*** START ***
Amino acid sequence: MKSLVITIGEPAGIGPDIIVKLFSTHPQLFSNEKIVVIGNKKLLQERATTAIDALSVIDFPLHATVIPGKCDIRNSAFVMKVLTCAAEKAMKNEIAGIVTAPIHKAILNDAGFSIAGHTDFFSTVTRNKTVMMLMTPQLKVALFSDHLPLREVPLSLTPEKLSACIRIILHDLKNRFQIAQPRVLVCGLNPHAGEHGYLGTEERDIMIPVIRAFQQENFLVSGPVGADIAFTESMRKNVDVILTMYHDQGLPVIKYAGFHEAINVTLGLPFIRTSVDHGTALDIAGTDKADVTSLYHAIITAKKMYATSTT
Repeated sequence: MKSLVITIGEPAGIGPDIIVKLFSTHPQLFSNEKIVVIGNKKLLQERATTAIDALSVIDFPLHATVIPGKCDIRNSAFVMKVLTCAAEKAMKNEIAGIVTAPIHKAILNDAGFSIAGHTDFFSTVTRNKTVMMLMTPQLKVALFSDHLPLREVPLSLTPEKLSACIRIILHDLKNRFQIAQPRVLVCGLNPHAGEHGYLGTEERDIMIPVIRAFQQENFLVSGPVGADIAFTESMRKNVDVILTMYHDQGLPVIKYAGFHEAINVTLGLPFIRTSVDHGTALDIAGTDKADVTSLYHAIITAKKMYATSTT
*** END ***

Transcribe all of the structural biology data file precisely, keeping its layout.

Amino acid sequence: MKSLVITIGEPAGIGPDIIVKLFSTHPQLFSNEKIVVIGNKKLLQERATTAIDALSVIDFPLHATVIPGKCDIRNSAFVMKVLTCAAEKAMKNEIAGIVTAPIHKAILNDAGFSIAGHTDFFSTVTRNKTVMMLMTPQLKVALFSDHLPLREVPLSLTPEKLSACIRIILHDLKNRFQIAQPRVLVCGLNPHAGEHGYLGTEERDIMIPVIRAFQQENFLVSGPVGADIAFTESMRKNVDVILTMYHDQGLPVIKYAGFHEAINVTLGLPFIRTSVDHGTALDIAGTDKADVTSLYHAIITAKKMYATSTT
Repeated sequence: MKSLVITIGEPAGIGPDIIVKLFSTHPQLFSNEKIVVIGNKKLLQERATTAIDALSVIDFPLHATVIPGKCDIRNSAFVMKVLTCAAEKAMKNEIAGIVTAPIHKAILNDAGFSIAGHTDFFSTVTRNKTVMMLMTPQLKVALFSDHLPLREVPLSLTPEKLSACIRIILHDLKNRFQIAQPRVLVCGLNPHAGEHGYLGTEERDIMIPVIRAFQQENFLVSGPVGADIAFTESMRKNVDVILTMYHDQGLPVIKYAGFHEAINVTLGLPFIRTSVDHGTALDIAGTDKADVTSLYHAIITAKKMYATSTT